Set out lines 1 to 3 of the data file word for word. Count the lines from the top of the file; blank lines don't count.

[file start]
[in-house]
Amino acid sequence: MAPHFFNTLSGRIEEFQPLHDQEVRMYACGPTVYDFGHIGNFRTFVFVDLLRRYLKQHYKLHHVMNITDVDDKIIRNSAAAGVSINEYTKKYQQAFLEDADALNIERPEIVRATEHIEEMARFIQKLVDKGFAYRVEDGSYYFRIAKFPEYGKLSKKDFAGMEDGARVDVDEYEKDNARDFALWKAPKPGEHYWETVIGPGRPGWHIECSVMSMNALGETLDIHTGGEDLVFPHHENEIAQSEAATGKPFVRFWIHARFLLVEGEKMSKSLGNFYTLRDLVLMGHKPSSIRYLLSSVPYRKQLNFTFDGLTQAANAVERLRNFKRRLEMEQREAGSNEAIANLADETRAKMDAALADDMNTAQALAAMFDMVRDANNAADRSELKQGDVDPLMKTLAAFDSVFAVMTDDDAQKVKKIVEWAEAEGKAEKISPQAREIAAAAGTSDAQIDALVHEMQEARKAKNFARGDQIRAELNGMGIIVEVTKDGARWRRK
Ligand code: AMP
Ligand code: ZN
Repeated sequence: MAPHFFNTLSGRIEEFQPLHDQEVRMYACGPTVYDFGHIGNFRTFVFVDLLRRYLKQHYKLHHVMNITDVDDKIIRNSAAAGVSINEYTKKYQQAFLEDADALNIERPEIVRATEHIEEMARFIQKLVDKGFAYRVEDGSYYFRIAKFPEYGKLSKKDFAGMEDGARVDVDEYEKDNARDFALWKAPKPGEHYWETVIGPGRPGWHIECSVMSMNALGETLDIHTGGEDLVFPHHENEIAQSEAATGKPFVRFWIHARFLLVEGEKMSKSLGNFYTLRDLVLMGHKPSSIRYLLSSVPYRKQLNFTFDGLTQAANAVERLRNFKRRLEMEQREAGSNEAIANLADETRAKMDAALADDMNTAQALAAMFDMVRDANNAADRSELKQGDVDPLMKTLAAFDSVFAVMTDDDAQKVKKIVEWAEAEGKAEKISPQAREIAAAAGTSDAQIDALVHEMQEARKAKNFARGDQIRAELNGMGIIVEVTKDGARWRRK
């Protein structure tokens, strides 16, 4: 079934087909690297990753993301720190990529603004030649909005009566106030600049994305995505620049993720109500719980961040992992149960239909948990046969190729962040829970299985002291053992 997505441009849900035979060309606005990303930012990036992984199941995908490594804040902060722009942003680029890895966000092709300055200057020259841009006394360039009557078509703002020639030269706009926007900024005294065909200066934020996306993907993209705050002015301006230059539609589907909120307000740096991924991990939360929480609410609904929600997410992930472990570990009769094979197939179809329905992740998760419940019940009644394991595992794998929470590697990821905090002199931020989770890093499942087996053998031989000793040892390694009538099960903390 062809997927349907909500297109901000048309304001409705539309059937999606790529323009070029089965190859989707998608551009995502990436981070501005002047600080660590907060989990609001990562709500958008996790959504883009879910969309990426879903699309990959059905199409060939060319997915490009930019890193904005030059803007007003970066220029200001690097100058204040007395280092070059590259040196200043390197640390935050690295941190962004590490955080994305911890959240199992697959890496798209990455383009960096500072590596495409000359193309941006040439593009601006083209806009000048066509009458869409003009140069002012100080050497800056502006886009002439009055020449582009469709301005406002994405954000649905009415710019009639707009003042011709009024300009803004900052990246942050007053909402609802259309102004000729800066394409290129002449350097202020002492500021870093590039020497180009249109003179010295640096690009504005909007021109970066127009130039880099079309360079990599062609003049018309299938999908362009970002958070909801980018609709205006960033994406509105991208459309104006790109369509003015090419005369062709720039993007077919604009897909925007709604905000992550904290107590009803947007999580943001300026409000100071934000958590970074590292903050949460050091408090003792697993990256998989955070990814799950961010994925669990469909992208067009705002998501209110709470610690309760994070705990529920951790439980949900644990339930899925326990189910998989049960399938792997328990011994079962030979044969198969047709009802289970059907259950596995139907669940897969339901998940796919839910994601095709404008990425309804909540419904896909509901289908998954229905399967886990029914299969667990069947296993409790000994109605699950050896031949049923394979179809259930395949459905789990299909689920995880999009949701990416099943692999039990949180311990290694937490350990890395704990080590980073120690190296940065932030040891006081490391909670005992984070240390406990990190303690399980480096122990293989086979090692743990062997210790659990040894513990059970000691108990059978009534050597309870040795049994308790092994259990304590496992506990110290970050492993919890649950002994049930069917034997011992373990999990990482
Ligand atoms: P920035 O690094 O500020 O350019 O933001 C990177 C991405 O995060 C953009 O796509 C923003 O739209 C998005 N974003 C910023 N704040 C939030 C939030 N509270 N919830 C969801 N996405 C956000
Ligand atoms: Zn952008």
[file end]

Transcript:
[in-house]
Amino acid sequence: MAPHFFNTLSGRIEEFQPLHDQEVRMYACGPTVYDFGHIGNFRTFVFVDLLRRYLKQHYKLHHVMNITDVDDKIIRNSAAAGVSINEYTKKYQQAFLEDADALNIERPEIVRATEHIEEMARFIQKLVDKGFAYRVEDGSYYFRIAKFPEYGKLSKKDFAGMEDGARVDVDEYEKDNARDFALWKAPKPGEHYWETVIGPGRPGWHIECSVMSMNALGETLDIHTGGEDLVFPHHENEIAQSEAATGKPFVRFWIHARFLLVEGEKMSKSLGNFYTLRDLVLMGHKPSSIRYLLSSVPYRKQLNFTFDGLTQAANAVERLRNFKRRLEMEQREAGSNEAIANLADETRAKMDAALADDMNTAQALAAMFDMVRDANNAADRSELKQGDVDPLMKTLAAFDSVFAVMTDDDAQKVKKIVEWAEAEGKAEKISPQAREIAAAAGTSDAQIDALVHEMQEARKAKNFARGDQIRAELNGMGIIVEVTKDGARWRRK
Ligand code: AMP